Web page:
En español | When I filed my 2017 taxes last month, I was reminded what a scramble that process can be for freelancers like me. It’s not uncommon for self-employed workers to have to write big checks in April to cover federal and state income taxes. Then they have to write another one to fund their retirement plans.
The chief reason for the sticker shock: Freelance pay can fluctuate from year to year, so it can be difficult to estimate your annual total income in advance. One year you might work a seasonal job, for instance, and the next year tackle a series of part-time or contract assignments. Those fluctuations make setting aside the correct amount for your yearly tax bills tricky. Meanwhile, how much income you collect also directly affects the sum you can set aside in many retirement accounts.
According to a recent T. Rowe Price study, 26 percent of boomers and 32 percent of Generation X respondents work independently in some capacity. Older independent workers can sometimes face stumbling blocks with these critical financial transfers without an employer automatically deducting taxes from each paycheck while funneling a percentage from the gross income to an employer-provided retirement plan.
Based on your previous year’s federal tax return, you (or your accountant) must figure out the total amount you will owe Uncle Sam on April 15, and how much you should pay in quarterly estimated taxes throughout the year. If your state has an income tax, you are also typically required to make estimated tax payments.
For federal returns, you can find the address for filing your payments and due dates as part of Form 1040-ES. You may face a penalty if you didn’t pay enough estimated tax for the year, or if you didn’t make the payments on time or in the required amount. You can avoid the penalty as long as you pay at least 90 percent of the tax for the current year, or 100 percent of the tax you owed for the previous year, whichever is smaller.
What I’ve found is that, even with the precarious nature of a freelancer’s finances, when you’re disciplined and automate the withdrawals from your paychecks on a regular basis, you can avoid the springtime surprise of a steep tax bill and save for retirement one paycheck at a time. Think cruise control.
If you pay your taxes via electronic filing, for instance, you can schedule all four estimated future quarterly payments at once and save yourself the headache of potentially forgetting to mail a check.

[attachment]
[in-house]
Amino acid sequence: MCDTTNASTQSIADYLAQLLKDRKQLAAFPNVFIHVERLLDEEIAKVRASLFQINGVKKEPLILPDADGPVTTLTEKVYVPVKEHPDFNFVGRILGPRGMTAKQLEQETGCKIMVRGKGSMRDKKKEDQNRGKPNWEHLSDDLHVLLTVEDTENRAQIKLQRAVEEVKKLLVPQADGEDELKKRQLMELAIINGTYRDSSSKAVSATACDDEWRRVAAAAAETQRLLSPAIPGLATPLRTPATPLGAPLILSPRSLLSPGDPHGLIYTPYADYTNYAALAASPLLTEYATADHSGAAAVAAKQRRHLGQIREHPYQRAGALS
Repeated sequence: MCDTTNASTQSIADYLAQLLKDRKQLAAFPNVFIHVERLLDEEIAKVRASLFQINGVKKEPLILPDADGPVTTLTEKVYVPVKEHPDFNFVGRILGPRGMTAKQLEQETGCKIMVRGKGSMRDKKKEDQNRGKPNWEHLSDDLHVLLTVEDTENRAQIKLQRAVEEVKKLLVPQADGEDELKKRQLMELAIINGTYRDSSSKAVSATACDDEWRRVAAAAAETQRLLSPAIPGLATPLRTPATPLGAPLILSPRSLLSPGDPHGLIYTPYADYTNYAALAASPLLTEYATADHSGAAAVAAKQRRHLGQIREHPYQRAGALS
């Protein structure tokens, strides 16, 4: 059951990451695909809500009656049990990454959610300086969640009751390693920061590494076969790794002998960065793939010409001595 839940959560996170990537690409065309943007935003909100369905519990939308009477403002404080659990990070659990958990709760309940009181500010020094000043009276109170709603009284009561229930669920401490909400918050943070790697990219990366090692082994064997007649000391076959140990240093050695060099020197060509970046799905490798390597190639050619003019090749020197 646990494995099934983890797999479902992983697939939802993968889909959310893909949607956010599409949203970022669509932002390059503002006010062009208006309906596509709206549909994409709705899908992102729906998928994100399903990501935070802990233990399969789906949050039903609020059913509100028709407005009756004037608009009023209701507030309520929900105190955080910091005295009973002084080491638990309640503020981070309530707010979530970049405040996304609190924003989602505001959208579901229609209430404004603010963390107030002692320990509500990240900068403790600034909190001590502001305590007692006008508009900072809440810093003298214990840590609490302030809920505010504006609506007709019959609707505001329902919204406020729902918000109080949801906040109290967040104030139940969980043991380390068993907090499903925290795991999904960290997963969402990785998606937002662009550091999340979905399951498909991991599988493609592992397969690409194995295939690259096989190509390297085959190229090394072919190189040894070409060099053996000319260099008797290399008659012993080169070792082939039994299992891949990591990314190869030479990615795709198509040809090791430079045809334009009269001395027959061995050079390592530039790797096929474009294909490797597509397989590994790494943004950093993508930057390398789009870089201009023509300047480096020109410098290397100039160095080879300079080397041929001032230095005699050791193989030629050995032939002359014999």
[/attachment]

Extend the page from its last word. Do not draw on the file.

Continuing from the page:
There are several promising money management apps designed to help you plan for taxes and retirement savings that you might want to investigate. Here's a look at three of them.
Track.Tax lets you link your bank account to the app, which scans for deposits that are self-employed income. The app is designed for anyone who receives income that will be reported on 1099 tax forms. Once you’ve signed up, it notifies you when new income is deposited into your personal bank account and asks if you’d like to withhold for federal income tax, state income tax and self-employment tax.
Track provides withholding suggestions on each of your 1099 income transactions. You can choose to withhold for some (or none) of these payments. You can set the app to automatically withhold for taxes, or you can manually trigger a withholding one deposit at a time. If you approve the withholding, it moves the amount it suggests to an FDIC-insured account that’s held in your name at the app’s banking partner, Evolve Bank. The app also has a feature that tracks your business expenses for potential tax deductions.
Track will send your estimated quarterly payments to the IRS and state government tax agencies for you, once you’ve approved the amount. The earmarked tax withholdings you authorize are held in your Evolve bank account for payment to the applicable tax body and cannot be returned.
Cost: $10 a month after a free 30-day trial. If you choose the auto-file option, though, you will be charged $29 to file your quarterly tax estimates with the IRS.
Qapital is a free app that allows you to move a percentage of a deposit from your bank account to an FDIC-insured account at Wells Fargo, where it is held by Qapital. You can take the money from the account and transfer it back to your checking account whenever you opt to do so.
The app, designed in partnership with a Duke University behavioral economist, lets you name a savings goal and then apply “rules” to help you get there, using funds from your linked bank account.